This is why it is a good idea to start lessons even before you get a dog! I offer preparatory lessons and consultations for dog owners, to get them ready for a new dog. For example, it is easier to house train a puppy if you start out right during the first few hours the puppy is home. Many times, I have met with owners a week or two before the puppy was to come home, so they knew exactly what to buy, and what to do. Every time, the house training went smoothly. It’s also why I recommend starting Basic Obedience at 4 months of age, instead of waiting until the dog is 2 years old and out of control. Fewer mistakes, fewer problems to solve.

Every dog/ owner team needs a Game Plan. I interview you to discuss your goals, evaluate your dog and your family situation, and then give you a step by step program to get you there. It won’t happen by chance. And having an expert, who’s been where you are, experienced or seen what you’re encountering (many times over the years), makes all the difference between success and failure.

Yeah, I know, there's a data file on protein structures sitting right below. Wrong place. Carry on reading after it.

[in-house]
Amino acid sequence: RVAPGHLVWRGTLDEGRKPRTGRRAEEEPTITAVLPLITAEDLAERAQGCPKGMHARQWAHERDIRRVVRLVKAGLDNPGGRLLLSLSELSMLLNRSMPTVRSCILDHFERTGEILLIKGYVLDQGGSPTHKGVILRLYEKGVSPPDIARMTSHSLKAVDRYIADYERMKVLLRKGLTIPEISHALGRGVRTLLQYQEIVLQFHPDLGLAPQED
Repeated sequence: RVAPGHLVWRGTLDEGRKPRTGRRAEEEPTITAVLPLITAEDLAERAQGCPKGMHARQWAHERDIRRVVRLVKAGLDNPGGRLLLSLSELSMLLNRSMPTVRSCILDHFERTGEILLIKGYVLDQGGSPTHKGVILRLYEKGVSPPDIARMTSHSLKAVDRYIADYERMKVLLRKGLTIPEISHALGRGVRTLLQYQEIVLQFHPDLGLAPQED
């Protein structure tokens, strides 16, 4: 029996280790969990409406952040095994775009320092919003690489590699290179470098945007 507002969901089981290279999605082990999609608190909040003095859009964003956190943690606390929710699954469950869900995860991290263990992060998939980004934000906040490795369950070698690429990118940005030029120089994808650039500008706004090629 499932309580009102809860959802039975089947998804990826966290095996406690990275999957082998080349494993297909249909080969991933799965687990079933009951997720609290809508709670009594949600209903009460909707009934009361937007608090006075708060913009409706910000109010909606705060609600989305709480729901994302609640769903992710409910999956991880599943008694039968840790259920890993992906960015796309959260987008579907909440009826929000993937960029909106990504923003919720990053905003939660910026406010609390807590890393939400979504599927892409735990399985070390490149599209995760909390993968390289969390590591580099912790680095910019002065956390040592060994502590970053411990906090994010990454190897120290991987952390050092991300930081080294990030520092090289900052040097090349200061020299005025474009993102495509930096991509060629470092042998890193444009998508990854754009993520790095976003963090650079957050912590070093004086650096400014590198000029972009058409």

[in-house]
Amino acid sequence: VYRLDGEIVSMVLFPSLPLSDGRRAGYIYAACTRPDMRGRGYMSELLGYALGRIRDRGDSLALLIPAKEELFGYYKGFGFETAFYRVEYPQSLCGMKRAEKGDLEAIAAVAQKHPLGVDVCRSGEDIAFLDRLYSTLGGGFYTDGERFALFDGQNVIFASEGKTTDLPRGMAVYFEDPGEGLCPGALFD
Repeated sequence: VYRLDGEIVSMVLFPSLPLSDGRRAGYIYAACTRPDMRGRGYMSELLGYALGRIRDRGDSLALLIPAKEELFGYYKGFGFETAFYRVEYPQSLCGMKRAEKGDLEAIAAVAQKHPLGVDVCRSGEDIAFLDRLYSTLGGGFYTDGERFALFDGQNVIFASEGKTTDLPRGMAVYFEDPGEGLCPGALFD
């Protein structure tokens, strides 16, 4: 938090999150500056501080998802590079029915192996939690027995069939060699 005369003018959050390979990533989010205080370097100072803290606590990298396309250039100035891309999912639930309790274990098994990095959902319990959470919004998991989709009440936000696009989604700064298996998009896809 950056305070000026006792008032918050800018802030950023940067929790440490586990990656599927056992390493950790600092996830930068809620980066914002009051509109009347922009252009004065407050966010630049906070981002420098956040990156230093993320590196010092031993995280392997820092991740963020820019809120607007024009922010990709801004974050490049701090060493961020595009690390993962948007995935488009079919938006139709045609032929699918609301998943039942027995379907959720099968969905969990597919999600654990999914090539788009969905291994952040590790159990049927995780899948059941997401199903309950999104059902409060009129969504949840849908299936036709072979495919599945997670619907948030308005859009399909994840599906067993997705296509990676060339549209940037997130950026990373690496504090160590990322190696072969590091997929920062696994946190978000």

I can “see” into the future, and know where a behavior or technique will lead 2 or 3 years out… both in a good way, or in a bad way. The idea is to prevent the problems, not fix them after they’ve already taken root. It’s kind of like the old saying, “If you find yourself in a hole… stop digging!”

I have heard many lifesaving dog training stories from my past students.

A Husky I trained had gotten loose from the owner, running towards a very busy street. An emergency! Consider this: Huskies, and their mixes will take advantage of you if you let them. They are not robots. Only this time, the owner’s daughter saw it happen, ran out the front door, called “Sit”… and the dog stopped in her tracks a few houses away and sat and stayed. The daughter then calmly went up to her, clipped on the leash, and led her back home. Training saved that dog’s life that day.